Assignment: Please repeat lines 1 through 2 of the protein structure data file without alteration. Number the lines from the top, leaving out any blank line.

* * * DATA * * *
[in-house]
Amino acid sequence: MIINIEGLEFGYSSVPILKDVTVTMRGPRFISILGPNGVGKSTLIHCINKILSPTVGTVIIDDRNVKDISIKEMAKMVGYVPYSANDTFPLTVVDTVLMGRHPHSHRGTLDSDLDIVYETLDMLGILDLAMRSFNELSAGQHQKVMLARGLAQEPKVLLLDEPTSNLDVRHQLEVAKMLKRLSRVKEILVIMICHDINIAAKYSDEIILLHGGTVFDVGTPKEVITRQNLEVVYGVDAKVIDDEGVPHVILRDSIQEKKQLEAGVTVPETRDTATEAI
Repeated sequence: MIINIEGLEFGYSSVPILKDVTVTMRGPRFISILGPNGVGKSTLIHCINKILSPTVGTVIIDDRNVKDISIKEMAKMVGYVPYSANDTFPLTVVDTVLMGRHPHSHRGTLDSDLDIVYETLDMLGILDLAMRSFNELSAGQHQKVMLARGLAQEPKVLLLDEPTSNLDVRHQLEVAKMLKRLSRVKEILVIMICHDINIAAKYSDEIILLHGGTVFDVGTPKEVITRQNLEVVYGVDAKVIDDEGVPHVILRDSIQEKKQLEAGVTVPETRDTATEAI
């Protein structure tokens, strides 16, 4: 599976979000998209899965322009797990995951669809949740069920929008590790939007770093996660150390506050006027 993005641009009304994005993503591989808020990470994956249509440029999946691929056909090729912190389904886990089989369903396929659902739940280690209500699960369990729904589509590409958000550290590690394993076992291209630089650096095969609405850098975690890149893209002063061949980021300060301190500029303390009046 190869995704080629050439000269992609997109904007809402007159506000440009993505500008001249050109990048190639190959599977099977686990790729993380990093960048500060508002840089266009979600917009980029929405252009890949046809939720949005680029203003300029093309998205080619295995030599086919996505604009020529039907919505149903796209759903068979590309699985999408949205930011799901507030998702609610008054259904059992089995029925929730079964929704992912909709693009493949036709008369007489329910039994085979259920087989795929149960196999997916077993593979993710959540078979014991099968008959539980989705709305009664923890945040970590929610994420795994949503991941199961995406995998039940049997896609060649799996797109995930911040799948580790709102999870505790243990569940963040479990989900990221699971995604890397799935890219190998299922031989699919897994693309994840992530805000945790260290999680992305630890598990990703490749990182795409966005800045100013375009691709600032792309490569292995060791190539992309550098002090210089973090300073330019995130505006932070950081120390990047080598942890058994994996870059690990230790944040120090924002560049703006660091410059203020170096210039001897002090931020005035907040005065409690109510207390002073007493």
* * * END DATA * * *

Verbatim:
[in-house]
Amino acid sequence: MIINIEGLEFGYSSVPILKDVTVTMRGPRFISILGPNGVGKSTLIHCINKILSPTVGTVIIDDRNVKDISIKEMAKMVGYVPYSANDTFPLTVVDTVLMGRHPHSHRGTLDSDLDIVYETLDMLGILDLAMRSFNELSAGQHQKVMLARGLAQEPKVLLLDEPTSNLDVRHQLEVAKMLKRLSRVKEILVIMICHDINIAAKYSDEIILLHGGTVFDVGTPKEVITRQNLEVVYGVDAKVIDDEGVPHVILRDSIQEKKQLEAGVTVPETRDTATEAI